A study came out this week raising eyebrows about the possibility of cats becoming infected with COVID-19, but not dogs.
It was such a shocker, the World Health Organization (WHO) says it will take a closer look at the transmission of the virus between humans and pets.
The biggest concern seems to be that the virus can live on their fur if petted by an infected person.
Researchers found dogs, chickens, pigs and ducks are not likely to catch the virus, but cats and ferrets can.
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Side note, I'll never be able to deal with information regarding ferrets without thinking of the classic TV show, M*A*S*H* and the character, Major Frank Burns. You tell 'em ferret face.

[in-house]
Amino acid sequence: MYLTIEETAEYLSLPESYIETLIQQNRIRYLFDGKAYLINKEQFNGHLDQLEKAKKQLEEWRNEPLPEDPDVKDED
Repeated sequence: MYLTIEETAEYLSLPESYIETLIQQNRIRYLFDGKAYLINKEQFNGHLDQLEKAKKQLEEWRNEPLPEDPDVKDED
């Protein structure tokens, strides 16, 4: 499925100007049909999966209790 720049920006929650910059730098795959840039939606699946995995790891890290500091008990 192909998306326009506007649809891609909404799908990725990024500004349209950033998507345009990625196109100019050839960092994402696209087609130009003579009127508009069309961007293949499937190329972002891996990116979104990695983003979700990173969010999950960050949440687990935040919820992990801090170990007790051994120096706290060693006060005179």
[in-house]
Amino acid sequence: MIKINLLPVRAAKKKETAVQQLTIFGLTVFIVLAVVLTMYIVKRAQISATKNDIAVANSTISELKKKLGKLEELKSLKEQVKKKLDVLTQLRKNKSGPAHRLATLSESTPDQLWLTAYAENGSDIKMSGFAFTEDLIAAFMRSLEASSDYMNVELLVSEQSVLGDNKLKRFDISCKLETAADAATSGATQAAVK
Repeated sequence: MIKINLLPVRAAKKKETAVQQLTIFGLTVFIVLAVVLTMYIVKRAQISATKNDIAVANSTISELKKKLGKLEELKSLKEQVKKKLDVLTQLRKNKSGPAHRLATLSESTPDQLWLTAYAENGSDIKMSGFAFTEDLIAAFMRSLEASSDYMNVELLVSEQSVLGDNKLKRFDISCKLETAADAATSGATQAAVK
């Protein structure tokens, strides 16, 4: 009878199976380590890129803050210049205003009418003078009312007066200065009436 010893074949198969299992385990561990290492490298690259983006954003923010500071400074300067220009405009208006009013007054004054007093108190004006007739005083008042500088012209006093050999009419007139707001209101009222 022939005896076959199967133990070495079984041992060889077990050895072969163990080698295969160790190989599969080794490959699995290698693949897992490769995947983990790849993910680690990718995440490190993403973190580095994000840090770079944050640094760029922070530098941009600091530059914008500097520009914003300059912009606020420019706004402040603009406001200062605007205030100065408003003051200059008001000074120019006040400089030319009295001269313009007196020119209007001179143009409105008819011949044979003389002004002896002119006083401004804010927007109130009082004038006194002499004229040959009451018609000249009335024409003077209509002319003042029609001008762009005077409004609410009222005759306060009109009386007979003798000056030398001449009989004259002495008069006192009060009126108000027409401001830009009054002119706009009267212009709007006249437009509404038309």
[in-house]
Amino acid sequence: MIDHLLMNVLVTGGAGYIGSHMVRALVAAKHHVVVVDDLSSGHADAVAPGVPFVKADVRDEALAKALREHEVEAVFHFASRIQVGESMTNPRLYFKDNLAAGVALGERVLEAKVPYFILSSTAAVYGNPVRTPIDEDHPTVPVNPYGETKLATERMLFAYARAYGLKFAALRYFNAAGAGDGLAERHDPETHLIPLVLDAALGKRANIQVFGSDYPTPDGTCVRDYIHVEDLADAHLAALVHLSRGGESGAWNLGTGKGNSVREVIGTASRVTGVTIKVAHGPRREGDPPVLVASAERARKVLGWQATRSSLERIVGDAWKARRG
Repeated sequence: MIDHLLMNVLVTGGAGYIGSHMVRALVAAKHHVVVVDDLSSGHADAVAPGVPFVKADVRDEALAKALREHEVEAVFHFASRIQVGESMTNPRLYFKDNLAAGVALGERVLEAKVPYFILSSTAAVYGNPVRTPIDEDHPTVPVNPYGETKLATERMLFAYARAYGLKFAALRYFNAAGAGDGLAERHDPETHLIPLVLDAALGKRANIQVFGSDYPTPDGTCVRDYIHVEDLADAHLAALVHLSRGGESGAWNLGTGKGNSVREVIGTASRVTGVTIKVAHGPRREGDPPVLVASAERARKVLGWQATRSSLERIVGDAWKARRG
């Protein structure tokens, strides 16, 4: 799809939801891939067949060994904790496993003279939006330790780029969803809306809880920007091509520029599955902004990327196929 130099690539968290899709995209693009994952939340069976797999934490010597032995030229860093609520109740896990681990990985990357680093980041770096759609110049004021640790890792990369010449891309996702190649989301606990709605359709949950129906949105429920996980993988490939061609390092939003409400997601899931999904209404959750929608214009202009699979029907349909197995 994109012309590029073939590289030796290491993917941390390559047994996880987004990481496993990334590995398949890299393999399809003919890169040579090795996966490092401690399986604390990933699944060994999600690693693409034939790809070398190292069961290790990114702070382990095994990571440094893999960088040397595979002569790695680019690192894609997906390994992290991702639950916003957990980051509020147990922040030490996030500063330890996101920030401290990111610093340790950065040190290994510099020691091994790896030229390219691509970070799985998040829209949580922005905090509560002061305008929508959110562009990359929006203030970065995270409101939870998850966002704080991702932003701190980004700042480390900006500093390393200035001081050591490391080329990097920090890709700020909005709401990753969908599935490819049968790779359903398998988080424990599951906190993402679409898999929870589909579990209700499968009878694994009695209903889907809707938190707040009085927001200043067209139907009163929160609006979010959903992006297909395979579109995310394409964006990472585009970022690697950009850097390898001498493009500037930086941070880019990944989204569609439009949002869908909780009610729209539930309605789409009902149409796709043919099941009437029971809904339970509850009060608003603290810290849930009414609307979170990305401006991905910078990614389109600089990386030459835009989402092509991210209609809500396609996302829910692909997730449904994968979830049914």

The study was based on Chinese research conducted in January and February where many different animals were purposely infected with viral particles.
The virus is believed to have spread from bats to humans. Except for a few instances, there is not a lot of evidence to suggest pets can be carriers.
A tiger at the Bronx Zoo in New York City who developed a dry cough and loss of appetite after contact with an infected zookeeper tested positive for the coronavirus last Sunday.
At that time, it was not believed that animals could pass the virus to humans. This new research suggests otherwise. Stay tuned, as they say, this fluid situation is morphing into different areas of concern all the time. A cheeky, mysterious little bugger, this COVID-19.